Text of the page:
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Auto blogWed, 28 Nov 2012 09:31:00 EST
Four years ago, Renault confirmed that it would partner with India's Bajaj Auto to develop a rival to the Tata Nano. At the time, as everyone waited for the Tata Nano to arrive, you could have used a Richter scale to measure the tremors the executive suites of any automaker with an interest in the low end of emerging markets. Then the Nano, still the cheapest car in the world, didn't sell so well - at the end of last year its sales were just six percent of its most conservative projections - and everyone seemed content to let Tata spend the money to figure out if there really was a market for the cheapest car in the world.
Renault believes there is, kind of. Automotive News Europe reports that it will partner with Nissan to build two low-priced cars for emerging markets, one for €3,000 ($3,888 U.S.) and another for €5,000 ($6,400 U.S.). The price of the least expensive offering is nearly $1,400 more than a Nano, which costs $2,500, and that can't be considered a small sum in comparison. But one of the hindsight knocks on the Nano has been that even in emerging markets buyers don't want a car whose biggest lure is that it is cheap; they'd rather give their aspirations a bit more of a workout.
Renault's offerings are scheduled to hit the non-Western market in late 2014, which is coincidentally the same year that will see the return of the budget-minded and emerging-market-specific Datsun nameplate. They'll be built in Renault facilities in Chennai, India, with no mention made of Bajaj this time around.
The Nissan Zeod RC hybrid racecar is certainly cool with its pointy looks, we're excited to see it run, but it isn't built to win races so much as push boundaries. But we might not have too to wait long for one of the Japanese brand's vehicles to claim an overall victory at the 24 Hours of Le Mans, as well. The company is announcing the GT-R LM Nismo racecar with a two-car, full factory effort in the top LMP1 class of the 2015 FIA World Endurance Championship, including Le Mans.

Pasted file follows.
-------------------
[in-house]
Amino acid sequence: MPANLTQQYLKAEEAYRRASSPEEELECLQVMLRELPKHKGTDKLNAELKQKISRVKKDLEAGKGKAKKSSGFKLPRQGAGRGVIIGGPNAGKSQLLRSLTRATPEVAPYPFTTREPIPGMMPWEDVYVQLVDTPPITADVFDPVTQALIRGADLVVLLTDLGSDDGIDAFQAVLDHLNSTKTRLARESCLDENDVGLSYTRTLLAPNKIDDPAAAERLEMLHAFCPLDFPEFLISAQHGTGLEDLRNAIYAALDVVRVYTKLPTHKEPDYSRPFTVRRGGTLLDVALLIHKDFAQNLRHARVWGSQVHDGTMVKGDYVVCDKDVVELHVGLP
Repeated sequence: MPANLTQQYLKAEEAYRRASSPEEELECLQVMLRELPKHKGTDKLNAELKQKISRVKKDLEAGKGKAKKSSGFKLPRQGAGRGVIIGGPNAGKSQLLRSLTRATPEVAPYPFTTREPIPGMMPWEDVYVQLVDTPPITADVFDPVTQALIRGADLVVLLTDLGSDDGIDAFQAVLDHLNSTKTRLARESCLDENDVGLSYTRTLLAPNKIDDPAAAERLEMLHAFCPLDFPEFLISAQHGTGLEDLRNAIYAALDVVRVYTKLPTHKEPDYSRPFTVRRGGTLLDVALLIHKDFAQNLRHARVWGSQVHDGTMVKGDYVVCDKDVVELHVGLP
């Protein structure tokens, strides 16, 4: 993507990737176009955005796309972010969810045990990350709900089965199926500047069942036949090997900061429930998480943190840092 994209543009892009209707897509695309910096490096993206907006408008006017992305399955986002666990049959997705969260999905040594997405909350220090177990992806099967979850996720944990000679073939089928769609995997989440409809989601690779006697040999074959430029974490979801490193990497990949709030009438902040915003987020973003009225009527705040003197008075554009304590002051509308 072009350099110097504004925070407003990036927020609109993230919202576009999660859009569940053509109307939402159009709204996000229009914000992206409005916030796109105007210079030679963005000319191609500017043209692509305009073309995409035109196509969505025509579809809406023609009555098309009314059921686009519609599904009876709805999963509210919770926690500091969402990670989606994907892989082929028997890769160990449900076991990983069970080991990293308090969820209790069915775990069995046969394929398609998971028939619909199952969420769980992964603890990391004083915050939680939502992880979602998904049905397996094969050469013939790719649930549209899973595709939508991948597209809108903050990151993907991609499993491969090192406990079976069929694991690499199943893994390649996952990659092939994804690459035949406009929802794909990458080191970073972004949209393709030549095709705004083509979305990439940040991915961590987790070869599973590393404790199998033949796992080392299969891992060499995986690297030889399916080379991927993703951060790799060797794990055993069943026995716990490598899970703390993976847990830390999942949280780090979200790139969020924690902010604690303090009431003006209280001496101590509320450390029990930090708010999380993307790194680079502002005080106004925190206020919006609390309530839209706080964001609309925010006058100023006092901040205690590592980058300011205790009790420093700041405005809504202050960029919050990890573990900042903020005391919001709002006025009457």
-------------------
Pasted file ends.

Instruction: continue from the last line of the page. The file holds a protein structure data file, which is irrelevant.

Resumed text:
Details about the new racer are almost nonexistent at the moment. The only glimpses that we have are its silhouette under a sheet (above) and the briefest peek at its quad circular taillights in one of the teaser videos. However, the team is making some big promises about the car. "We want to win in a very different way to that of our rivals. We won't be turning up in a vehicle, which is a basically another hybrid that looks like another Porsche, Audi or Toyota - they all look the same to me," said Nissan's Chief Planning Officer and Executive Vice President Andy Palmer in the official announcement. Mechanically, Nissan is revealing even less about the GT-R LM Nismo for now. We are just going to have to wait and find out.
The brand will be aiming for a win in the 24-hour race, but it won't come easy. Nissan will absolutely face stiff competition from the combined forces of Audi, Porsche and Toyota in the top LMP1 class. Scroll down to watch two teaser videos for the newest member of the GT-R family and read the full announcement.
The 2011 earthquake and tsunami that struck Japan took quite the toll on the automotive industry in that nation. Not content to lean on that tragedy as excuse for slagging sales, the Japanese automakers are planning on a major production expansion in North America. The aim is to reclaim the market share lost from the Tsunami-based dip, and overcome a dollar/yen exchange rate that makes exporting to America unprofitable.
Following the Tsunami, Japanese automakers ramped up production in their North American facilities to compensate, but according to Automotive News, Nissan, Honda and others have all reported plans for still-further increased production in the year ahead. As part of this ramp-up, Mazda will open a facility in Salamnca, Mexico before March of 2014. Part of that increase in output is 50,000 units of a Toyota-badged compact car, which Mazda will produce.
Other Mexican production facilities opening include a Honda plant, which will open in Spring 2014 in Celaya, and a Nissan plant, set to open later this year in Aguascalientes. Nissan also said that it will need another plant in North America within the next five years. According to Nissan Boss Carlos Ghosn, the company aims to raise its stake in the US market from 8 percent to 10, and adding production will help achieve that goal. Even Mitsubishi is aiming to boost production at its Normal, Illinois plant. Production of the Outlander Sport is currently at 50,000, which Mitsubishi wants to raise to 70,000.